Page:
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Intensive Care Med. 2010 Jun;36(6):940-8. doi: 10.1007/s00134-010-1755-2. Epub 2010 Jan 29.

Central venous pressure measurements improve the accuracy of leg raising-induced change in pulse pressure to predict fluid responsiveness.

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Service de Réanimation Médicale et Maladies Infectieuses, Hôpital Bichat-Claude Bernard, Assistance Publique des Hôpitaux de Paris, Paris, France.



Passive leg raising (PLR) is a maneuver performed to test the cardiac Frank-Starling mechanism. We assessed the influence of PLR-induced changes in preload on the performance of PLR-induced change in pulse pressure (Delta(PLR)PP) and cardiac output (Delta(PLR)CO) for fluid responsiveness prediction.


Sedated, nonarrhythmic patients with persistent shock were included in this prospective multicenter study. Cardiac output and pulse pressure were measured at baseline (patient supine), during PLR (lower limbs lifted to 45 degrees) and after 500-ml volume expansion. Patients were classified as responders or not.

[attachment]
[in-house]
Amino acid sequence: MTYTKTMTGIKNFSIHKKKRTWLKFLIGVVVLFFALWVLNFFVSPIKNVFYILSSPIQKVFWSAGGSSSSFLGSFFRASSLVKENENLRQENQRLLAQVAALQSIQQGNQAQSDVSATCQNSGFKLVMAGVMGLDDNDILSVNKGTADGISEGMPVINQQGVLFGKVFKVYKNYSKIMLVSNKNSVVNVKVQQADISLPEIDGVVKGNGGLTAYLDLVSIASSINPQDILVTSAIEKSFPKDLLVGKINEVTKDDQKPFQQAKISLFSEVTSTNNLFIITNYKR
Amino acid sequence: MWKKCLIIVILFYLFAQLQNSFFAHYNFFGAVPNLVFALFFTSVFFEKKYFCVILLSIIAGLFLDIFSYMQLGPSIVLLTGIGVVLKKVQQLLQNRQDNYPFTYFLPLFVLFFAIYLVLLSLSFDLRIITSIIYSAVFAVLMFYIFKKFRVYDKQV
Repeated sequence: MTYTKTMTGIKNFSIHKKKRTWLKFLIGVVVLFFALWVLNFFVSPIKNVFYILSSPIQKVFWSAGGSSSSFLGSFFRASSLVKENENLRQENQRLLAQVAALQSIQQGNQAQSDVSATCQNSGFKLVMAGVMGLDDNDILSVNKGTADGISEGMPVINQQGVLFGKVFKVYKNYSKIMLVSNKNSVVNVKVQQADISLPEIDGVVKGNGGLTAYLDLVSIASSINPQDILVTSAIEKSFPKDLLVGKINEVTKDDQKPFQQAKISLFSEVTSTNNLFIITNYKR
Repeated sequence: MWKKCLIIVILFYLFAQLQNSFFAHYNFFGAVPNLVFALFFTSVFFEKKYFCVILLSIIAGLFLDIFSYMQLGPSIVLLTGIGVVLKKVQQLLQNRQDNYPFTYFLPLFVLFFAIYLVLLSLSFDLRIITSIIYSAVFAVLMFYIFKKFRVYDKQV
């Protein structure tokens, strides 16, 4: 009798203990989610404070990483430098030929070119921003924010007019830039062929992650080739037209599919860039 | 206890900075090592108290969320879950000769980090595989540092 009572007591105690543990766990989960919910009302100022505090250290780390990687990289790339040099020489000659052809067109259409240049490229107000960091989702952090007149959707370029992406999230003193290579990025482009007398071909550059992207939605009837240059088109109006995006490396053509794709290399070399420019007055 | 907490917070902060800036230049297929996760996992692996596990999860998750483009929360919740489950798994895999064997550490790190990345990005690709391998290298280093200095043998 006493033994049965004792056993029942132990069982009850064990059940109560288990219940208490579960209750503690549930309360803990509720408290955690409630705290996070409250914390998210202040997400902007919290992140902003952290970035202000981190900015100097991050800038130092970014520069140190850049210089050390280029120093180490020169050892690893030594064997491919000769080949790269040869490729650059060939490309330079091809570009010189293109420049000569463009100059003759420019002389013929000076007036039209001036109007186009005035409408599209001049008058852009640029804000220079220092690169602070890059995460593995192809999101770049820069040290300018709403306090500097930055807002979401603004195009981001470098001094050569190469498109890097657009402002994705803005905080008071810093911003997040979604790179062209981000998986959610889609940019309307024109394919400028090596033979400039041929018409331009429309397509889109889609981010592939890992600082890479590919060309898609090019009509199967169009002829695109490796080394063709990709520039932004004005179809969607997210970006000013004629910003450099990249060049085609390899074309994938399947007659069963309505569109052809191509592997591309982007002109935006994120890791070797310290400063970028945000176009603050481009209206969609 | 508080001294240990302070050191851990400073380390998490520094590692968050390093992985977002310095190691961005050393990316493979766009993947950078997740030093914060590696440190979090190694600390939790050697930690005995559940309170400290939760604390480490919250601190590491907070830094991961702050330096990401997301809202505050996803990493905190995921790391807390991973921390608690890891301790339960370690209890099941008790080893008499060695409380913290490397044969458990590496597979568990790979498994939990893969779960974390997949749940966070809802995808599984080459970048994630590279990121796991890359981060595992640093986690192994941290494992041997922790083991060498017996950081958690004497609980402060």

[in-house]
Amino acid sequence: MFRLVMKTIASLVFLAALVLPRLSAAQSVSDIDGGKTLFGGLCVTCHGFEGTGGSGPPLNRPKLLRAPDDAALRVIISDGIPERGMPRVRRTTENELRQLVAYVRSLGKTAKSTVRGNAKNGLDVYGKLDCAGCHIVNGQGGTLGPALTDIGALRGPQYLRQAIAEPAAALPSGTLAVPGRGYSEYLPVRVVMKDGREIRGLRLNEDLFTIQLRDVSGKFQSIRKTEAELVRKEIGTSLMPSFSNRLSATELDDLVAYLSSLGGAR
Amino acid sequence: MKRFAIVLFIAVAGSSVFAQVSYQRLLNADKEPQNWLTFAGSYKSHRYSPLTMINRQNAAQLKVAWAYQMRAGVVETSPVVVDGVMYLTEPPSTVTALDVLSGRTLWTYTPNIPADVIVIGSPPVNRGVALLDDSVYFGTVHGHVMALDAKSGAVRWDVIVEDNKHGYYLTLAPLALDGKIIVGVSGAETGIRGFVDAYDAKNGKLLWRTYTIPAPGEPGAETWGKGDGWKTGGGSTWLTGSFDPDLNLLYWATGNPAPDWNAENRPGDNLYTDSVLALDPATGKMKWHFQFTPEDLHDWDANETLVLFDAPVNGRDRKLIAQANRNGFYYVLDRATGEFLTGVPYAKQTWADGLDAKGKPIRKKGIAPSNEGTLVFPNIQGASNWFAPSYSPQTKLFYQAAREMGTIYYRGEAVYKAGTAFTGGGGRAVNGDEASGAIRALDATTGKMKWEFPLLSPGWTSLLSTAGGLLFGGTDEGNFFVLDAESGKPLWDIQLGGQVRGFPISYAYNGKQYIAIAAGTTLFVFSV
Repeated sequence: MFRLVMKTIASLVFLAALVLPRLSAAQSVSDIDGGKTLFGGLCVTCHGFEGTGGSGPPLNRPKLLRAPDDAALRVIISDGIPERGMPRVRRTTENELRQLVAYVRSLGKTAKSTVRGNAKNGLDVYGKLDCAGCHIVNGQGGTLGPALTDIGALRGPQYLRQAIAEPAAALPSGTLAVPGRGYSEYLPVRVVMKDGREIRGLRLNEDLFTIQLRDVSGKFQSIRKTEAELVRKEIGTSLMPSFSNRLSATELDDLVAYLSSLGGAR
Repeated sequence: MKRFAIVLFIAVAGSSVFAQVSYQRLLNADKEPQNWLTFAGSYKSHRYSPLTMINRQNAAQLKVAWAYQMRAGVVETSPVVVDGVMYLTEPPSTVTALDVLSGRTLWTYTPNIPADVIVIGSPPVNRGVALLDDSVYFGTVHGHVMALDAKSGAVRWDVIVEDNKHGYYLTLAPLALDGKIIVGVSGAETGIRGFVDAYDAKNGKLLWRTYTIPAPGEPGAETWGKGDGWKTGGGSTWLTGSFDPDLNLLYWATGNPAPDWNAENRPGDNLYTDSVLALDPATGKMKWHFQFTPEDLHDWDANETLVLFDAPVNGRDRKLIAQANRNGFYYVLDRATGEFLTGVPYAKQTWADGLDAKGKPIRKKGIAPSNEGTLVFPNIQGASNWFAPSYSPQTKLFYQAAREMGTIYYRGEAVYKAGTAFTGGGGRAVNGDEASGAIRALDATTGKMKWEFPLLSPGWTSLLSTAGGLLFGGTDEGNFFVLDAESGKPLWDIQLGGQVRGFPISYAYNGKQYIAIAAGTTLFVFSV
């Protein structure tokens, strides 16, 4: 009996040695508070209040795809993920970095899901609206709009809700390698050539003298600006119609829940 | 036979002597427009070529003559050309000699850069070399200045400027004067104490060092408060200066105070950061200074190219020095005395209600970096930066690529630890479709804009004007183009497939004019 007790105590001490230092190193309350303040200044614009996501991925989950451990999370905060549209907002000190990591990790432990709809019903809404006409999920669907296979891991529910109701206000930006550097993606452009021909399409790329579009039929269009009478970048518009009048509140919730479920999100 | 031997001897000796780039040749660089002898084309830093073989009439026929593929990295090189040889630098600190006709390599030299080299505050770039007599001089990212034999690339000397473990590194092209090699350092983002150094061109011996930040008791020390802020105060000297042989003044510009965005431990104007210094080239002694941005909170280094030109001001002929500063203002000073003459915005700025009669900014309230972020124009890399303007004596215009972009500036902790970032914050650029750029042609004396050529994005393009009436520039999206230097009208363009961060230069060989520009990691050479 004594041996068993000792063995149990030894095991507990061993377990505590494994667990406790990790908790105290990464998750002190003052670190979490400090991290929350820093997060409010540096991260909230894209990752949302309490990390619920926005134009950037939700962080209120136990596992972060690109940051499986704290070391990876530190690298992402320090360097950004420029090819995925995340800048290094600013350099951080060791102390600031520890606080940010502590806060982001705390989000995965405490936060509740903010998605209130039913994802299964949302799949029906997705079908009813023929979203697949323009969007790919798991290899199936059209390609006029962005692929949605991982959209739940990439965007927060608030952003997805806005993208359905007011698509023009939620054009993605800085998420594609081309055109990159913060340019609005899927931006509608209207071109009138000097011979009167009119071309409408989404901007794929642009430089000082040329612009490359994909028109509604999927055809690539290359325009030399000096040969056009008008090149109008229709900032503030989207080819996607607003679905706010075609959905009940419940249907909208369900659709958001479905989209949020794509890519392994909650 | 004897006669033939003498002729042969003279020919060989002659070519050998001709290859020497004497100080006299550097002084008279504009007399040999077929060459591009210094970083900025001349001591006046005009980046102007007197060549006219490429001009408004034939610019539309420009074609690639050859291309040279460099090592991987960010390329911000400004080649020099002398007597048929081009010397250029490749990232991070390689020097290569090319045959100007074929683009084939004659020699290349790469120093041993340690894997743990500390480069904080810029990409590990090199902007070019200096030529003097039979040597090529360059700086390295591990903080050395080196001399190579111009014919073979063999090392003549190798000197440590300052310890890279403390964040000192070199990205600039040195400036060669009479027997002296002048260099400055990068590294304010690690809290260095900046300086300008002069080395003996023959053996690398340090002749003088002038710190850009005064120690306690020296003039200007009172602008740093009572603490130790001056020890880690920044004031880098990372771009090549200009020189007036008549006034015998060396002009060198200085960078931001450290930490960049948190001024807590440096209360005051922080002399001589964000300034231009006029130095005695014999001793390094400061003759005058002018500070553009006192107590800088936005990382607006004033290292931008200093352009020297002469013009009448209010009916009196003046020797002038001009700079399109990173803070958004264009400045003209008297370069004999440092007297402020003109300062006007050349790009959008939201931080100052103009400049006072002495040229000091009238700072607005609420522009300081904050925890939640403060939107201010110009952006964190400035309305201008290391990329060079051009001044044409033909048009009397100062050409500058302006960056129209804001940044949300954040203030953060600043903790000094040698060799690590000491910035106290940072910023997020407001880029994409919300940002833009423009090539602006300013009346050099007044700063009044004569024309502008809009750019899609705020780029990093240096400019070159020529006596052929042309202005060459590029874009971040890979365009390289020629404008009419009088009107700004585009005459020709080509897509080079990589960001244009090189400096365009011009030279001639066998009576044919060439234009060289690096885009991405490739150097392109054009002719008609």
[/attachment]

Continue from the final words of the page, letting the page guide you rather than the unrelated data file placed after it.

In the whole population (n = 102), the area under the receiver-operating characteristic curve (AUC) was 0.76 for Delta(PLR)PP and was higher for Delta(PLR)CO (0.89)(p < 0.05), but likelihood ratios were close to 1. In patients with a PLR-induced increase in central venous pressure (CVP) of at least 2 mmHg (n = 49), Delta(PLR)PP and Delta(PLR)CO disclosed higher AUCs than in the rest of the population (0.91 vs. 0.66 and 0.98 vs. 0.83; p < 0.05); positive/negative likelihood ratios were 9.3/0.14 (8% cutoff level) and 30/0.07 (7% cutoff level), respectively.


A PLR-induced change in CVP > or =2 mmHg was required to allow clinical usefulness of PLR-derived indices. In this situation, Delta(PLR)PP performed well for predicting fluid responsiveness in deeply sedated patients.

[Indexed for MEDLINE]

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